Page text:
The national policy on Grade One school admissions is in the news again. It is being presented to the Cabinet at long last, we are told. After it passes muster at that level, it will be presented to Parliament. But, from what is reported in the press about the new policy, one cannot be sanguine about a lasting solution being found. A strategy to tackle the problem has to go way beyond juggling with percentages and quotas, however necessary they may be as short term measures to retard the country s slide towards a disaster in education.
We, as a nation, are quite adept at, as a pithy local saying goes, changing pillows by way of a cure for a headache . We have been changing pillows several times over but the headache of school admissions persists. It is a headache not only for parents/teachers/politicians but also for the learned judges, who have had to exert themselves to clean up the mess. Sagara Palansuriya s famous poem, Ugathkama comes to mind. He tells us about an erudite man who ends up in court for having made a public nuisance of his magnum opus which nobody understands, by reading it out to people against their will. The judge, curious to know the contents of the book which the people find so repulsive, makes the mistake of ordering him to read it out. Our man goes on reading his work with relish and in the end, unable to hear it any more the judge resigns himself! We earnestly hope and pray that a similar fate won t befall the good judges who have undertaken to rectify the mess of school admissions! That task is far more arduous than cleaning the Augean stables.
The main cause of the present crisis is lack of good schools. When the demand for something is high and the supply low, there is always a problem. Rations and quotas may work in the short run but the long term remedy is to increase the supply. In other words, more and more schools must be developed to the level of their so-called privileged counterparts.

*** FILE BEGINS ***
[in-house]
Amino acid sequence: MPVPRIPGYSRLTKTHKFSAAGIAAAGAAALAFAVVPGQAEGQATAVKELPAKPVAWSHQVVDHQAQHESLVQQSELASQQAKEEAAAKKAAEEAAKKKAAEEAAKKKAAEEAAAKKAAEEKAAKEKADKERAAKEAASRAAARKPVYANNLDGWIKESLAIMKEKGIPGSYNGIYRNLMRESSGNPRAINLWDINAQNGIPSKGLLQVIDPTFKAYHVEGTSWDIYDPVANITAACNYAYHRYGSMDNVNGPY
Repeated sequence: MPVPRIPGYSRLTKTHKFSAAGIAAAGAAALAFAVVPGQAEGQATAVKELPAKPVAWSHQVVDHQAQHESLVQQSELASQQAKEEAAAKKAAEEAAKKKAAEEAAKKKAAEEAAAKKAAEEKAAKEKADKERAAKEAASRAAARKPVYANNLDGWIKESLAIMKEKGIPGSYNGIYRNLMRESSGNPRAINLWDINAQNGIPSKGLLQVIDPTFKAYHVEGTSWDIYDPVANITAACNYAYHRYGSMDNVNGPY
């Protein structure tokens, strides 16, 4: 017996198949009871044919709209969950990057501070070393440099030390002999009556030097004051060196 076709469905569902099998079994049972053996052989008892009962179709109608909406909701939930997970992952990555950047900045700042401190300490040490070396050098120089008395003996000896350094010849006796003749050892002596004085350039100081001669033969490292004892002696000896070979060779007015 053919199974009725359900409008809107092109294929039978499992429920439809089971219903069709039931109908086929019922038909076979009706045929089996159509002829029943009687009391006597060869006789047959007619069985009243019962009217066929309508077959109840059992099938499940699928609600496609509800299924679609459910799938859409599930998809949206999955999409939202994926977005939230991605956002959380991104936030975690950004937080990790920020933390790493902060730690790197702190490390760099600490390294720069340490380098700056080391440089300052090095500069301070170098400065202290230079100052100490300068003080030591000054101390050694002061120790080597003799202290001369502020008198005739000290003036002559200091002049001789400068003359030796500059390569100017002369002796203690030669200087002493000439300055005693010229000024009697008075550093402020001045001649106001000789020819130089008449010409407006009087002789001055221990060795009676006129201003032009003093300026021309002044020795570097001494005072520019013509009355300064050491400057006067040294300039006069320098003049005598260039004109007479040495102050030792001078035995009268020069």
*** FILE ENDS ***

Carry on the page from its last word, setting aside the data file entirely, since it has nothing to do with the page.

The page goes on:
Unfortunately, the focus of successive governments has been on managing the crisis rather than rooting out the causative factors. The present government at the inception of its tenure embarked on a grandiose project to rehabilitate thousands of irrigation tanks. What has become of that scheme is anybody s guess. But, if a similar programme is launched to develop schools and sustain it over a period of five years, the mad scramble for admissions to popular schools could be contained to a considerable extent. If some schools could be equipped with better facilities with English as the medium of instruction in the city as well as other urban centres, even the children attending the present-day popular schools might want to vote with their feet. (More and more students are leaving big colleges to join International Schools, lured by the English medium .)